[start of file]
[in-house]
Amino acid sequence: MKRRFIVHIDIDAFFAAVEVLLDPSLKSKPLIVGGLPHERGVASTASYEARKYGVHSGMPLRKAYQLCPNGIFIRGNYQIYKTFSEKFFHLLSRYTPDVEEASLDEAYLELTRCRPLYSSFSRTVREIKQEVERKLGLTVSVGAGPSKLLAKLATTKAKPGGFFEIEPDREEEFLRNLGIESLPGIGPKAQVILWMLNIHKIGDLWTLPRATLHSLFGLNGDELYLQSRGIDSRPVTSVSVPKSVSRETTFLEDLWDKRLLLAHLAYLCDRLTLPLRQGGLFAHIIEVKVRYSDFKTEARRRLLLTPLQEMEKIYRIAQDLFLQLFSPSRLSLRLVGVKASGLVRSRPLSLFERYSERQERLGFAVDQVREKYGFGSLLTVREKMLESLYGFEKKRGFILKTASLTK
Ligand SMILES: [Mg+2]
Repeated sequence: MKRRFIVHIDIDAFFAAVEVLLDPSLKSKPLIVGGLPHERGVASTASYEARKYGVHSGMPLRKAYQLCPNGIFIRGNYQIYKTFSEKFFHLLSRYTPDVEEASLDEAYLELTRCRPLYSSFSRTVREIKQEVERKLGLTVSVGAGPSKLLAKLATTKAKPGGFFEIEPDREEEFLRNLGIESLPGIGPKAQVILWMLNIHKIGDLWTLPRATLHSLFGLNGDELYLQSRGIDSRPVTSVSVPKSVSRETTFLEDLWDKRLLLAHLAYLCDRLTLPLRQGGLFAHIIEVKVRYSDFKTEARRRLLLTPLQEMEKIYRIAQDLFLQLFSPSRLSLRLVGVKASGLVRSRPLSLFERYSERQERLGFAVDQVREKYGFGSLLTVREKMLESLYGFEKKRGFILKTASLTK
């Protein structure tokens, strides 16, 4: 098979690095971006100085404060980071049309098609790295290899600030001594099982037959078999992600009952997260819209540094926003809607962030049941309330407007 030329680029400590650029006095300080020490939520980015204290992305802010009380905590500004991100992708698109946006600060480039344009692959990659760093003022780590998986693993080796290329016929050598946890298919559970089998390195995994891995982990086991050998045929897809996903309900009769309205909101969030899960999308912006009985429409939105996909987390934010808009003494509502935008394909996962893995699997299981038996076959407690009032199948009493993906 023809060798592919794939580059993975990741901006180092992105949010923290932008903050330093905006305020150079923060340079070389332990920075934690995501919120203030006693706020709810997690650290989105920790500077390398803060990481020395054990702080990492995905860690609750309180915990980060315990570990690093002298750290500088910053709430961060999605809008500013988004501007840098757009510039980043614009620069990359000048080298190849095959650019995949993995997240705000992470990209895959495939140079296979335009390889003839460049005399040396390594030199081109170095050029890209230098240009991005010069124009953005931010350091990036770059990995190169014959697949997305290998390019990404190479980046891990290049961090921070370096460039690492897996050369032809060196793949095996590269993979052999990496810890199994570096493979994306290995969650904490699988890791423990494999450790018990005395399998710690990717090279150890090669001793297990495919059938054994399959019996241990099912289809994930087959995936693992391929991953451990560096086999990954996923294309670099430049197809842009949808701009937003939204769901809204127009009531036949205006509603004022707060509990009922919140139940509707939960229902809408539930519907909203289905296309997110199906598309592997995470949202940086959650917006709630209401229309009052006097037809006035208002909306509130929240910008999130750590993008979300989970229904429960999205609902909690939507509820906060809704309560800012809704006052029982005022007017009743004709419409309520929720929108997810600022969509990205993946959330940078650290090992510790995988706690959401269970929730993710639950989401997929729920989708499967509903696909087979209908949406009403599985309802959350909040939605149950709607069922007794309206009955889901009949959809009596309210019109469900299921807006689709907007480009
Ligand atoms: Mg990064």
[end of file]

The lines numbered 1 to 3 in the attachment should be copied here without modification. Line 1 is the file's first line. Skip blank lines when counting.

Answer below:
[in-house]
Amino acid sequence: MKRRFIVHIDIDAFFAAVEVLLDPSLKSKPLIVGGLPHERGVASTASYEARKYGVHSGMPLRKAYQLCPNGIFIRGNYQIYKTFSEKFFHLLSRYTPDVEEASLDEAYLELTRCRPLYSSFSRTVREIKQEVERKLGLTVSVGAGPSKLLAKLATTKAKPGGFFEIEPDREEEFLRNLGIESLPGIGPKAQVILWMLNIHKIGDLWTLPRATLHSLFGLNGDELYLQSRGIDSRPVTSVSVPKSVSRETTFLEDLWDKRLLLAHLAYLCDRLTLPLRQGGLFAHIIEVKVRYSDFKTEARRRLLLTPLQEMEKIYRIAQDLFLQLFSPSRLSLRLVGVKASGLVRSRPLSLFERYSERQERLGFAVDQVREKYGFGSLLTVREKMLESLYGFEKKRGFILKTASLTK
Ligand SMILES: [Mg+2]